The in-car battery is arguably the most important part of an EV. Acting as an energy storage system, it provides on-demand power without a permanent connection to the grid. This not only supports our mobility needs but also the switch to renewable sources which, despite being better for the environment, can also be more variable in terms of the amount of energy produced.
In line with this, innovative microgrid solutions are being developed that include the ability to use the energy stored in EV batteries to not only power the host vehicle but also to feed back into our homes and offices. Energy which is still surplus to requirements can be sold back to the national grid.
Of more immediate concern, is the need to ensure that our in-car batteries are kept in optimal condition so as to maximise lifespan, efficiency, and range capabilities. In other words, it is increasingly important that we become battery health conscious.
How long should an EV battery last?
In addition to usage and charging patterns, the lifespan of an EV battery depends on the chemical composition and materials used. As a result, EV batteries can have different characteristics, such as energy storage capabilities, power output, life cycle, and cost.
The standard warranties offered by EV manufacturers provide a strong indication of their minimum lifespan. As you would expect, this varies between manufacturers but, in general, this tends to be between eight and ten years, or 100,000 to 150,000 miles.
What factors impact real-world battery health?
EV batteries can be affected by a range of factors, some of which are easier to control than others. Whilst it’s true that both battery technology and in-car management systems continue to improve, understanding the impact of environmental factors and driver behaviour helps protect the real-world efficiency of each EV.
The optimum temperature for lithium-ion batteries falls between 15 – 45°C and most cars have an inbuilt thermal management system (ITMS) that, amongst other things, regulates the temperature of the battery so as to ensure it operates safely and efficiently. For example, each time a battery is charged, it creates heat, and if the temperature gets too high, the ITMS can release coolant to lower the temperature and avoid any damage.
In reality, coolant is gradually released to prevent the battery from getting too hot in the first place and, if the coolant is struggling to regulate the temperature, most cars will reduce the charging speed to balance things out.
On the flip side, if the battery gets too cold — which often happens during winter — the chemical reaction needed to generate electricity slows down, which in turn reduces the driving range by 10-15%. The ITMS can help offset this by warming the battery up again. However, if it were to do this too quickly it could short-circuit the cells. As a result, some loss of range is inevitable.
What can drivers do?
To support the EV’s on-board temperature control systems, drivers can help mitigate the impact on battery health by:
Parking in shaded areas or garages to minimize exposure to high temperatures
Storing and charging in a heated garage (or at least somewhere protected from the cold)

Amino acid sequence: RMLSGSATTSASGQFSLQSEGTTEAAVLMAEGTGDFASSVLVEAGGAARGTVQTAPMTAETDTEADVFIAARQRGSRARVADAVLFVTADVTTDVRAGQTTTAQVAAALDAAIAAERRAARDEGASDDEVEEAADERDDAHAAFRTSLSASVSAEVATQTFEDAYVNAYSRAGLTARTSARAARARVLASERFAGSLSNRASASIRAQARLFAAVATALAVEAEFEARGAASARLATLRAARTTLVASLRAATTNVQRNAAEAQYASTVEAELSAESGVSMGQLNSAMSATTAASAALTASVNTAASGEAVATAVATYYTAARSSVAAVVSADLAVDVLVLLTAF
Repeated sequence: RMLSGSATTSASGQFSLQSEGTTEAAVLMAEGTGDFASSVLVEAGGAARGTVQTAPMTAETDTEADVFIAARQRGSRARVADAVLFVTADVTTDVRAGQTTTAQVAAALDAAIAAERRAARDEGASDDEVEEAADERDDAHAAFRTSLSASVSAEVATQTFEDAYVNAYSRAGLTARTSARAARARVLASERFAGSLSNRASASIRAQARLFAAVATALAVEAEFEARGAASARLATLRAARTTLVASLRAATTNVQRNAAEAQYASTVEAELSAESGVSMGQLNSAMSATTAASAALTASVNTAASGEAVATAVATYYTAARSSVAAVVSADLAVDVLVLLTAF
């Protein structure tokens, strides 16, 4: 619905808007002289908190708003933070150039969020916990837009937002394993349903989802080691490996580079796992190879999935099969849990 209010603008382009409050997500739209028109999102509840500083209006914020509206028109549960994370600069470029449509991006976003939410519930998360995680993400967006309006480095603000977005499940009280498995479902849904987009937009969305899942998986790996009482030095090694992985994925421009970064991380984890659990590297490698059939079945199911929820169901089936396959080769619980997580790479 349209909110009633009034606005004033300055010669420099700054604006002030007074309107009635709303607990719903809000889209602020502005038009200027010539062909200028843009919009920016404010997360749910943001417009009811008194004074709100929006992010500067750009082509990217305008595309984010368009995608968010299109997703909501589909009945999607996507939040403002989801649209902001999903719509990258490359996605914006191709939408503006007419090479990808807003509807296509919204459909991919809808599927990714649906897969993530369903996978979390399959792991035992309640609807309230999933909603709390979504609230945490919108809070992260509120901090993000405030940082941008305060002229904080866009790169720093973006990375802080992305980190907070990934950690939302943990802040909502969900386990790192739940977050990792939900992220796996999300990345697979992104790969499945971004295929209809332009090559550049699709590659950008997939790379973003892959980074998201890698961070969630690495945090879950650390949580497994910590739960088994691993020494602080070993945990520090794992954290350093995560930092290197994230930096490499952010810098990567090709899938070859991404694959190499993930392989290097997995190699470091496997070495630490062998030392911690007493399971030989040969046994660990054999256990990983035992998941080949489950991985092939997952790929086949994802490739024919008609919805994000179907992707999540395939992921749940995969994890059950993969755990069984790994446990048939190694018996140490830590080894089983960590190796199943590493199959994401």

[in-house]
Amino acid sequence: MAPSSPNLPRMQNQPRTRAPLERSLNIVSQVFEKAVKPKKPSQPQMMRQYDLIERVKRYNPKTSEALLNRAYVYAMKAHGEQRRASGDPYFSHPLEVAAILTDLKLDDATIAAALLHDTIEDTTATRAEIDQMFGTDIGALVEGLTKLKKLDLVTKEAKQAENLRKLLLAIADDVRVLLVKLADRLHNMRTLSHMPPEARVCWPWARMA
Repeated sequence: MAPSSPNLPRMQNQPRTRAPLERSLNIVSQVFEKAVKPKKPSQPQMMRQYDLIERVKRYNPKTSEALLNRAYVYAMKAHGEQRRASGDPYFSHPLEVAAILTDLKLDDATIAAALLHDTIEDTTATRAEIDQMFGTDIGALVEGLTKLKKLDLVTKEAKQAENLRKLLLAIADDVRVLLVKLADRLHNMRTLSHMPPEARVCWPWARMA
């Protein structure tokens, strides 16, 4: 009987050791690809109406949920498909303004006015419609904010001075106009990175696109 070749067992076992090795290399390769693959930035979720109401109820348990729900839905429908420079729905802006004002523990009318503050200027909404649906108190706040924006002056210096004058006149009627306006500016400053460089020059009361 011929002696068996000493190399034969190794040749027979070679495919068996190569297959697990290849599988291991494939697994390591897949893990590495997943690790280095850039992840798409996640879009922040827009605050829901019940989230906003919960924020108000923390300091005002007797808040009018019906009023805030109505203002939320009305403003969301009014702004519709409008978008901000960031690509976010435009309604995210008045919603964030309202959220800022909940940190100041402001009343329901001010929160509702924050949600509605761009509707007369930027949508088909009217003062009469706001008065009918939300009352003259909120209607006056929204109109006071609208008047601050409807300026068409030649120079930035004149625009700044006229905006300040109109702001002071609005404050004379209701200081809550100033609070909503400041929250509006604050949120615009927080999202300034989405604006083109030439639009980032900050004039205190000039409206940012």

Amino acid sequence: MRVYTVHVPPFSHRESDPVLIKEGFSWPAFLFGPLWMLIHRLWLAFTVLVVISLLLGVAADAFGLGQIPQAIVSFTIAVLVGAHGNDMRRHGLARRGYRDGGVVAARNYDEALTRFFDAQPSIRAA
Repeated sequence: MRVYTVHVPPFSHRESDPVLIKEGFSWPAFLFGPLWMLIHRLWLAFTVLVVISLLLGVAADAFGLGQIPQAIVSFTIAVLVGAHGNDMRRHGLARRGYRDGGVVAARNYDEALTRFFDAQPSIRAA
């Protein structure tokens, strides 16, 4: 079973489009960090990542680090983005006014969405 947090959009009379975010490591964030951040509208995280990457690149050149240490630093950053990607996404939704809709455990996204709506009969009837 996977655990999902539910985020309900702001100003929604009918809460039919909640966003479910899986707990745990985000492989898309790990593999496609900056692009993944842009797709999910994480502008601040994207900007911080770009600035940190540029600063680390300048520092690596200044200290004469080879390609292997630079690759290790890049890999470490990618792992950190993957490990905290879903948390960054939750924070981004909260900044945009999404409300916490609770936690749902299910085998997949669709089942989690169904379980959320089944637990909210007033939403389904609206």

Using the pre-conditioning function to ensure that the battery is at the optimum temperature before charging
Taking advantage of smart charging features that help avoid recharging during extreme heat or cold
Charging and discharging patterns
Whilst it is not always possible to avoid draining the battery to a very low level, frequently allowing it to fall below 20% and then rapidly charging it up again puts unnecessary strain on the battery and, if the pattern continues, could cause it to deteriorate more quickly.
There are many reasons for this but, in simple terms, deep discharging (below 20%) can result in an increase in chemical reactions that degrade the battery’s active materials, create an imbalance in the voltage of individual cells and, in some cases, result in the formation of metallic lithium deposits on the negative electrode.
Similarly, having allowed the battery to fall to a very low level of charge, you are more likely to need to recharge at the maximum rate in order to regain the needed power. Whilst there is some debate about the degree to which regular rapid charging affects battery health, taking the opportunity to charge at a slower rate, whenever it’s convenient to do so, can help to avoid any unnecessary decay.
What can drivers do?
Drivers can help protect their battery and optimise both the efficiency of charging and real-world range by:
Avoiding habitual daily charging (unless absolutely necessary)
Charging based on need, rather than convenience
Allowing the battery to fall to 20% before charging
Charging the battery to a maximum of 80% (unless more is needed for a long trip with fewer charging stops available)
If possible, use smart charging features to adjust the charging rate so as to only use rapid charging when required
Excessive acceleration and hard braking don’t just cause the battery to drain more quickly, they can also put additional strain on the battery and reduce its overall efficiency. In fact, adopting an aggressive, or excessively sporty, driving style over a long period of time can shorten the battery’s life.
What can drivers do?
Don’t use all of the power, all of the time.
Accelerate smoothly; gradually picking up speed
Avoid unnecessary sudden braking